As payments continue to innovate, so do the methods fraudsters utilize to exploit vulnerabilities. For example, according to the 2015 Association for Financial Professionals Payments Fraud and Control Survey, 62% of companies were targets of payments fraud in 2014. These prolific attacks have combined with the following trends to force banks to take a serious look at the security and protection measures currently in place:
- Rapid innovation in the payments space evidenced by the advent of mobile payment solutions such as Apple Pay, Google’s Android Pay, Samsung’s Loop Pay, and CurrentC;
- Increasing ingenuity and organized nature of fraudsters and criminals as seen in the recent coordinated global attacks such as the recent attack identified by Kaspersky Lab;
- Insufficient security at merchants and other payment processors, which can result in widespread data breaches similar to those at Target, Best Buy, Home Depot, and many others.
To retain loyal customers and gain new ones, banks should get ahead of the curve when it comes to security. Customers, after all, want to see a proactive solution, rather than watching their institutions react to security breaches after the fact. Here are some steps banks can take to better protect their customers’ data:
Advanced analytics and big data. Financial institutions are establishing centralized big data repositories, also known as “data lakes.” And, to make sense of the information collected in these data lakes, they need to quickly deploy the necessary advanced analytical tools on the data to detect usage patterns, behaviors, and trends in customer spend, such as a credit card company alerting a customer when an unusually large purchase is made or if a purchase is made from a different country. Fraud typically occurs during times of high transaction traffic so it is important for financial institutions to pay close attention to these trends and patterns.
Cast a wider net. Taking a page from the playbook of their marketing departments, institutions need to bring in external sources of information. They must look outward and bring in data such as population demographics, mobile service provider data, social network data, and merge it with their customer data to look for and identify patterns and behaviors they may have been missing. They need to fine-tune these patterns and behaviors in segments defined by characteristics such as geography (location), demographics (income status), psychographics (social class, lifestyle, personality) and behavioral (user status, loyalty status, usage rates).
For example, by analyzing data such as dates, holidays and zip codes, banks can determine if someone is spending an unusually large amount of money in a time period that doesn’t offer a realistic justification, such as an off holiday season. Detecting historical behavior of a customer, compared to the general population, using big data and analytics tools is key for institutions to not only identify these patterns, but to gain insight from them to prevent fraud. All of this information exists within financial institutions and historically has been used to drive business growth. But, the same information can be equally effective in fraud detection.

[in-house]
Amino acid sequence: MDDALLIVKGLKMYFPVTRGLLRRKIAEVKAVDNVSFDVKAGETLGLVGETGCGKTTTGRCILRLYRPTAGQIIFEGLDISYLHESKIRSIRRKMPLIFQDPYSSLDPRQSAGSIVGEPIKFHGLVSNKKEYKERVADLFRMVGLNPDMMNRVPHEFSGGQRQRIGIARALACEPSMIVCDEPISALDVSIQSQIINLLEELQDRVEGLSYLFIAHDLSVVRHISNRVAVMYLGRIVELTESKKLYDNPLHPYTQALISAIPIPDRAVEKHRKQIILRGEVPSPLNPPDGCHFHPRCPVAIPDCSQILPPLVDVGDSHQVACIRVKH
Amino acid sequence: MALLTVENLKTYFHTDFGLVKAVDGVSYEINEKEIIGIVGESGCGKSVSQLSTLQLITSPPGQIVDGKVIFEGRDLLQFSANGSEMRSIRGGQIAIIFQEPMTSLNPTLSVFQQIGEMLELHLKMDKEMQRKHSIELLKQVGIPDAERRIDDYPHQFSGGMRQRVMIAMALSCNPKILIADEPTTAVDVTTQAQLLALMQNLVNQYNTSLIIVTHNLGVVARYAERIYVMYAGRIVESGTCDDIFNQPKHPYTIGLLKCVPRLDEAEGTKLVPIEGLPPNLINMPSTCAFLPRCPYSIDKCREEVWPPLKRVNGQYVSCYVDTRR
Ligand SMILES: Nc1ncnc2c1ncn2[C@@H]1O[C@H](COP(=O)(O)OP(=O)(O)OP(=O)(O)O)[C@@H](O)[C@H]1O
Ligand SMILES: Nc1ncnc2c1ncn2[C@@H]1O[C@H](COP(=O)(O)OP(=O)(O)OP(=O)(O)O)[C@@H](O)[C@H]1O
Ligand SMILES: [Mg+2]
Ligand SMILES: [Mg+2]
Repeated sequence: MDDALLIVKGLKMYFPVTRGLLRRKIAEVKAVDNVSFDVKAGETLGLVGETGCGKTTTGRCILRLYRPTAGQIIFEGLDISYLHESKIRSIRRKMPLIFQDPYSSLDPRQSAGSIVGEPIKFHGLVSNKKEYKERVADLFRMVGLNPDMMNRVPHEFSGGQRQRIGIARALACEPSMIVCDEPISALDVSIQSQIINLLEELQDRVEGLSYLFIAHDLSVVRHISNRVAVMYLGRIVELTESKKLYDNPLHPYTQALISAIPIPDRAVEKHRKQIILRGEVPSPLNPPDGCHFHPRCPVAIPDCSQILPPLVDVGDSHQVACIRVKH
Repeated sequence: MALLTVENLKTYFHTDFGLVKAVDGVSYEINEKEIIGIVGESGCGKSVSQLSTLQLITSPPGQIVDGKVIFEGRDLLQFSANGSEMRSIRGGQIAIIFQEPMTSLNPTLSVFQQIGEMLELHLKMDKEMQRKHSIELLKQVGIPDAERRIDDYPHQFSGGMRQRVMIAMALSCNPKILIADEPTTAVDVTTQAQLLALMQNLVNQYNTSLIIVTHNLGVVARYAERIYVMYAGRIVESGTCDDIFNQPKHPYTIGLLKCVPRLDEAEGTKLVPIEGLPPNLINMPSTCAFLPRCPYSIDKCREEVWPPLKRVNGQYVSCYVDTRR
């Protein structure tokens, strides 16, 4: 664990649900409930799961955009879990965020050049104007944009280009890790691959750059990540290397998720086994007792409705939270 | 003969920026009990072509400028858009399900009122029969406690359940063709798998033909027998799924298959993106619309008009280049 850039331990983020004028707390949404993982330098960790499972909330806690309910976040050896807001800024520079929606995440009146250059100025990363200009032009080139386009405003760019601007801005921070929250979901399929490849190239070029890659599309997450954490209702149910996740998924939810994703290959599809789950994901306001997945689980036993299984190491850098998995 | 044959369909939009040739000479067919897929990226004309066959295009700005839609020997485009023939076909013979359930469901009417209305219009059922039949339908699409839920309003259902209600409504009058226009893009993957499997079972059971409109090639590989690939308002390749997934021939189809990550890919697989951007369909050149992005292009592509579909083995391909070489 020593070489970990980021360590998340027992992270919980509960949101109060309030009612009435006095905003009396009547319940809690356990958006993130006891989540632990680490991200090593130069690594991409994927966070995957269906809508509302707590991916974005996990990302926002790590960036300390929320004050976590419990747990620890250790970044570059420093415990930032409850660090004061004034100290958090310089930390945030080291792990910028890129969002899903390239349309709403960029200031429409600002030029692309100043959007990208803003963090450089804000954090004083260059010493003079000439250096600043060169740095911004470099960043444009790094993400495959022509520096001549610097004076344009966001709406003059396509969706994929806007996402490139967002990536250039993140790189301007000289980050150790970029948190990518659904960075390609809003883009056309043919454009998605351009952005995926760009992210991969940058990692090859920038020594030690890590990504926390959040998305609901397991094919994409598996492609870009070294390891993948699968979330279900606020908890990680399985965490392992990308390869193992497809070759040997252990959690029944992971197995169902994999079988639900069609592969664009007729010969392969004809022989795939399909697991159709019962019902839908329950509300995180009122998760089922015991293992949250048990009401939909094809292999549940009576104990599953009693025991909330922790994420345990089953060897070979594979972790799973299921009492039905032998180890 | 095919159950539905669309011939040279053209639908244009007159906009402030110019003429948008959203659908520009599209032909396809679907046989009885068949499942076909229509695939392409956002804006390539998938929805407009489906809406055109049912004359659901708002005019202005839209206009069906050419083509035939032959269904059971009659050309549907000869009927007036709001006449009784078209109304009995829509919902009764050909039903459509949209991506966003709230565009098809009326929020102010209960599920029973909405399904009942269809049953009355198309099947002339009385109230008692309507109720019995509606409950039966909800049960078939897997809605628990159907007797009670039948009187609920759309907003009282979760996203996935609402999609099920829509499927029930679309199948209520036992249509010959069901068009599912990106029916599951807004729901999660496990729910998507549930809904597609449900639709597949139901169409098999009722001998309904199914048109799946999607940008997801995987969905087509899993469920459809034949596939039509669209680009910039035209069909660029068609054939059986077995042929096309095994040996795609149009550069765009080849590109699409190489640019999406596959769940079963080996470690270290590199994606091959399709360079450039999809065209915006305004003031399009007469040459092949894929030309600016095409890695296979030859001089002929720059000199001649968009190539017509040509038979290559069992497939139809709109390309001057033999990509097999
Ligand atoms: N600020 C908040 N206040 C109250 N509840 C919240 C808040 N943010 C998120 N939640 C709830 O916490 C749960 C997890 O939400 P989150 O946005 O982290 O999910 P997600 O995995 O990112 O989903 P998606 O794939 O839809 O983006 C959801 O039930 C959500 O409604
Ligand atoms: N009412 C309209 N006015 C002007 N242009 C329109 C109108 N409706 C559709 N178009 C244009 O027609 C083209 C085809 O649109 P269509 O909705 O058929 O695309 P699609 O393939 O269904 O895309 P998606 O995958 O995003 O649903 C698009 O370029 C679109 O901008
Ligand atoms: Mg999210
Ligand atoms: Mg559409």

So how can financial institutions gather this data to protect their customers? Ultimately, they need to bring in the chronically-missing piece in the defense against crooks, fraudsters, imposters, and criminals – the customers themselves. Banks should provide the necessary tools and apps for customers to understand and vigilantly watch for their own fraud protection and security.
Self-service models enable customers to determine whom they consider to be trusted merchants, their spending limits and patterns. This information, specific to each individual customer, enables financial institutions to automatically tune the fraud detection models to that customer – preventing a declined credit card during a difficult time or alerting the customer when an unauthorized purchase is made. It is also important to provide customers with real-time access to their accounts and the security system. If a particular transaction has been rejected but is legitimate, he or she should be able to provide additional identifying information to clear the transaction. This will not only increase the security – because no one knows the customer better than himself – but also dramatically improves customer satisfaction.
The best form of security is the one you don’t see but know is there. Beyond that, the best way to ensure customers feel their data is secure is for financial institutions to transition to a more customer-centric approach to security.
Mr. Mudigonda is senior manager with Oracle Financial Services, a subsidiary of Redwood City, Calif.-based Oracle Corp. He can be reached at firstname.lastname@example.org.